The Camp Fire has really been tough for me to deal with, emotionally I'm a bit shook up and in disbelief. We moved to Paradise in 1967, my father wanted to be closer to the great fly fishing the Feather River system provided, and to raise his young family among the conifers and the natural world. In 1971 we moved to a brand new house off of lower Pentz road (see above). I lived there until 1986 when I left to chase my professional snowboarding career, mom stayed on until 91 before moving into her mother's home on the other side of town. Lots of fantastic memories have resurfaced since the fire broke out on November 8th, I was so lucky as a kid to experience everything that Paradise had to offer, it was awesome! So many of my high school classmates, friends, and family have lost everything. The destruction is unbelievable, my little town is gone with the wind. It will take decades to rebuild Paradise, in the meantime I will continue to pray for everyone affected, and a true hope for all.
November Lupines blooming? Mother Nature continues to amaze me, even after 53 years. Plan on fishing the Lower Yuba River after the rains have passed, a little flushing and color in the water will rejuvenate the system. See you on the water...
Sunday, November 4, 2018
Warm days and cool nights have been the norm on the Lower Yuba River, and the fishing has been pretty good, especially the dry fly fishing. The flows were bumped up to 1,470 cubes last week and with the added flow along with a full moon phase it attracted more salmon up the river having a dramatic effect. Currently the river is flowing at 967 cfs, and the water is very clear. Until YCWA jacked the flows up the salmon return this year was at a all time historic low, it will be interesting to see the final tally of numbers come January 1st. Flow regimes and loss of habitat (spawning gravel) have had a severe impact on the Lower Yuba River.
Hatches are most active from 9am to 2pm with the Mohogany duns being the most prolific, they are the first to hatch. A few hours later the Blue Wing Olives come off, and an overlapping masking hatch of the Pinkie mayfly. If you stay late the last hour of sunlight provides a good caddis grab, the caddis are a size 16 and have an olive body with dark smokey wings. Nymphing - Eggs, stones, worms, and small dark and flashy may fly nymphs have been very effective. Swinging has picked up in the last couple of days now that there are salmon fry and alevins in the system. Like I said the dry fly fishing has been pretty good, but on the flat water stretches it has been extremely challenging. Longer casts with fly first presentations and the right fly will definitely give you an edge. If fishing from the bank, being stealthy and keeping a low profile goes a long way. Dry/Dropper rigs are great when you are searching with no rising targets.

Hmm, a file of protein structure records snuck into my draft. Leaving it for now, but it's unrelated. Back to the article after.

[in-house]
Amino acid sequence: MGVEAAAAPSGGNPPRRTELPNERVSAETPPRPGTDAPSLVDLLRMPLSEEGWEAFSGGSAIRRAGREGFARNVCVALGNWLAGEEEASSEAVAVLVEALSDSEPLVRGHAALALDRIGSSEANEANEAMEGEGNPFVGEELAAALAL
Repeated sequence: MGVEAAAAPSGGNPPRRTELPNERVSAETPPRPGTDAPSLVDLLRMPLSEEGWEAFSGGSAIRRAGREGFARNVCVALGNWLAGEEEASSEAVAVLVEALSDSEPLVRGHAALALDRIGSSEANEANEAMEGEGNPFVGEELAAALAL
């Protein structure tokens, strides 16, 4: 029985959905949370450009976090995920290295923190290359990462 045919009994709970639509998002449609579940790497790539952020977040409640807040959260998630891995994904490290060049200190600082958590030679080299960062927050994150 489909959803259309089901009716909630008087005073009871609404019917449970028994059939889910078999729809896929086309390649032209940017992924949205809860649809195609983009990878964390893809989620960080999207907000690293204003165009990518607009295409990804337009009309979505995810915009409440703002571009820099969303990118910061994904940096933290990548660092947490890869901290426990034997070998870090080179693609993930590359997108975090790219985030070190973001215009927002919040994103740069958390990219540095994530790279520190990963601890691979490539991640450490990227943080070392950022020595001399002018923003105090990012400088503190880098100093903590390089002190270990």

Fishing pressure has increased due to good reports and the time of year. Salmon = eggs = hookups. Enjoy the beautiful weather and get out on the Lower Yuba River asap. If your looking to increase your skill set, and learn more about the river do not hesitate in contacting me for a trip. 530.228.0487 / email@example.com
Wednesday, October 24, 2018
Blazing fall colors and wild trout fattening up for winter, it just doesn't get any better. The weather has been fantastic in the high country with warm days and cold nights. The feeding schedule for trout has changed and an angler will want to fish during the warmest time of the day, or when water temperatures rise where both bugs and trout become more active. Fishing pressure is light, and solitude is easy to find.